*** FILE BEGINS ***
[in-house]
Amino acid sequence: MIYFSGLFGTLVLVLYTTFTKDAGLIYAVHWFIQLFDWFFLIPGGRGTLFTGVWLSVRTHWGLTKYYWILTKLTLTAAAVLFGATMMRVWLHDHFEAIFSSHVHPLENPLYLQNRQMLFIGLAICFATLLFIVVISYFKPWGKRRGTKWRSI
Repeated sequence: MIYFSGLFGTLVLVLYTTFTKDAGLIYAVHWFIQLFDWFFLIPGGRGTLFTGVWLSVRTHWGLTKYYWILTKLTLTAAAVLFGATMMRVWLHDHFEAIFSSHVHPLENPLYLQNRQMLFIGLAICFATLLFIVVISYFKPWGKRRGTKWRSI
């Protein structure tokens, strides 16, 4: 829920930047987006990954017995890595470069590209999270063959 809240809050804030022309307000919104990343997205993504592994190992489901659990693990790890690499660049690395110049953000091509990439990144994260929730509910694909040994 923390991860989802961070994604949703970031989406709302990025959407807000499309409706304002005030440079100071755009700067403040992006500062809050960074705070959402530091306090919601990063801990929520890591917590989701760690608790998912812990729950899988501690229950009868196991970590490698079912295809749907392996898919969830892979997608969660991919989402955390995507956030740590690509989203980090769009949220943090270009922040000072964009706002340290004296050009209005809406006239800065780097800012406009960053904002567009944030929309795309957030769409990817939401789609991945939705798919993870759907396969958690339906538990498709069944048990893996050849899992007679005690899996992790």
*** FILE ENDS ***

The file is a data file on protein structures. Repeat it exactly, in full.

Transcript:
[in-house]
Amino acid sequence: MIYFSGLFGTLVLVLYTTFTKDAGLIYAVHWFIQLFDWFFLIPGGRGTLFTGVWLSVRTHWGLTKYYWILTKLTLTAAAVLFGATMMRVWLHDHFEAIFSSHVHPLENPLYLQNRQMLFIGLAICFATLLFIVVISYFKPWGKRRGTKWRSI
Repeated sequence: MIYFSGLFGTLVLVLYTTFTKDAGLIYAVHWFIQLFDWFFLIPGGRGTLFTGVWLSVRTHWGLTKYYWILTKLTLTAAAVLFGATMMRVWLHDHFEAIFSSHVHPLENPLYLQNRQMLFIGLAICFATLLFIVVISYFKPWGKRRGTKWRSI
């Protein structure tokens, strides 16, 4: 829920930047987006990954017995890595470069590209999270063959 809240809050804030022309307000919104990343997205993504592994190992489901659990693990790890690499660049690395110049953000091509990439990144994260929730509910694909040994 923390991860989802961070994604949703970031989406709302990025959407807000499309409706304002005030440079100071755009700067403040992006500062809050960074705070959402530091306090919601990063801990929520890591917590989701760690608790998912812990729950899988501690229950009868196991970590490698079912295809749907392996898919969830892979997608969660991919989402955390995507956030740590690509989203980090769009949220943090270009922040000072964009706002340290004296050009209005809406006239800065780097800012406009960053904002567009944030929309795309957030769409990817939401789609991945939705798919993870759907396969958690339906538990498709069944048990893996050849899992007679005690899996992790």